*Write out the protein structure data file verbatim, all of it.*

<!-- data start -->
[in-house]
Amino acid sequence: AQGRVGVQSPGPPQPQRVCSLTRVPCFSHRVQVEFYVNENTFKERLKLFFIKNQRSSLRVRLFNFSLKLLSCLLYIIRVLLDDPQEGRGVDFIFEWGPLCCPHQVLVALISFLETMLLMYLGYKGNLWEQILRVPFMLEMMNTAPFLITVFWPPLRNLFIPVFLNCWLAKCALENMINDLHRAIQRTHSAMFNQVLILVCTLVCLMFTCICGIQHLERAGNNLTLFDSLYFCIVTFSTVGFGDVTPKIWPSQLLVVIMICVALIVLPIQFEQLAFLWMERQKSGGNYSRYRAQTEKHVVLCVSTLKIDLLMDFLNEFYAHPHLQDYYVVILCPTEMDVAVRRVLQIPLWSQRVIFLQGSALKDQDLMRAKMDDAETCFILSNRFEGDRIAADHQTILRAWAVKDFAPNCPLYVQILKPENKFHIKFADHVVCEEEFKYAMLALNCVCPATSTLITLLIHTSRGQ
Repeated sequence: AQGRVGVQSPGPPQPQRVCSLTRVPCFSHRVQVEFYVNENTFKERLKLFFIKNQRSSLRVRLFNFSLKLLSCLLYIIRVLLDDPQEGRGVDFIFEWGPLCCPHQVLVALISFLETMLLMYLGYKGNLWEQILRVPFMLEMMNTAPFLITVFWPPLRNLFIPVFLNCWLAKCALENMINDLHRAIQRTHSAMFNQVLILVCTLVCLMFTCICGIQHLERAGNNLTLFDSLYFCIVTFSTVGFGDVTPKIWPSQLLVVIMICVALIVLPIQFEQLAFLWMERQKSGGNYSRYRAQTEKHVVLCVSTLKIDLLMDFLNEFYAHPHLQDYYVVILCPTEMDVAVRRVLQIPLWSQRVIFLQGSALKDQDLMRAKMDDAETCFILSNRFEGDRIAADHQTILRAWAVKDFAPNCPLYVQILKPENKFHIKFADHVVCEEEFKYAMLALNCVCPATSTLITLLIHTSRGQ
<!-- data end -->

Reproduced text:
[in-house]
Amino acid sequence: AQGRVGVQSPGPPQPQRVCSLTRVPCFSHRVQVEFYVNENTFKERLKLFFIKNQRSSLRVRLFNFSLKLLSCLLYIIRVLLDDPQEGRGVDFIFEWGPLCCPHQVLVALISFLETMLLMYLGYKGNLWEQILRVPFMLEMMNTAPFLITVFWPPLRNLFIPVFLNCWLAKCALENMINDLHRAIQRTHSAMFNQVLILVCTLVCLMFTCICGIQHLERAGNNLTLFDSLYFCIVTFSTVGFGDVTPKIWPSQLLVVIMICVALIVLPIQFEQLAFLWMERQKSGGNYSRYRAQTEKHVVLCVSTLKIDLLMDFLNEFYAHPHLQDYYVVILCPTEMDVAVRRVLQIPLWSQRVIFLQGSALKDQDLMRAKMDDAETCFILSNRFEGDRIAADHQTILRAWAVKDFAPNCPLYVQILKPENKFHIKFADHVVCEEEFKYAMLALNCVCPATSTLITLLIHTSRGQ
Repeated sequence: AQGRVGVQSPGPPQPQRVCSLTRVPCFSHRVQVEFYVNENTFKERLKLFFIKNQRSSLRVRLFNFSLKLLSCLLYIIRVLLDDPQEGRGVDFIFEWGPLCCPHQVLVALISFLETMLLMYLGYKGNLWEQILRVPFMLEMMNTAPFLITVFWPPLRNLFIPVFLNCWLAKCALENMINDLHRAIQRTHSAMFNQVLILVCTLVCLMFTCICGIQHLERAGNNLTLFDSLYFCIVTFSTVGFGDVTPKIWPSQLLVVIMICVALIVLPIQFEQLAFLWMERQKSGGNYSRYRAQTEKHVVLCVSTLKIDLLMDFLNEFYAHPHLQDYYVVILCPTEMDVAVRRVLQIPLWSQRVIFLQGSALKDQDLMRAKMDDAETCFILSNRFEGDRIAADHQTILRAWAVKDFAPNCPLYVQILKPENKFHIKFADHVVCEEEFKYAMLALNCVCPATSTLITLLIHTSRGQ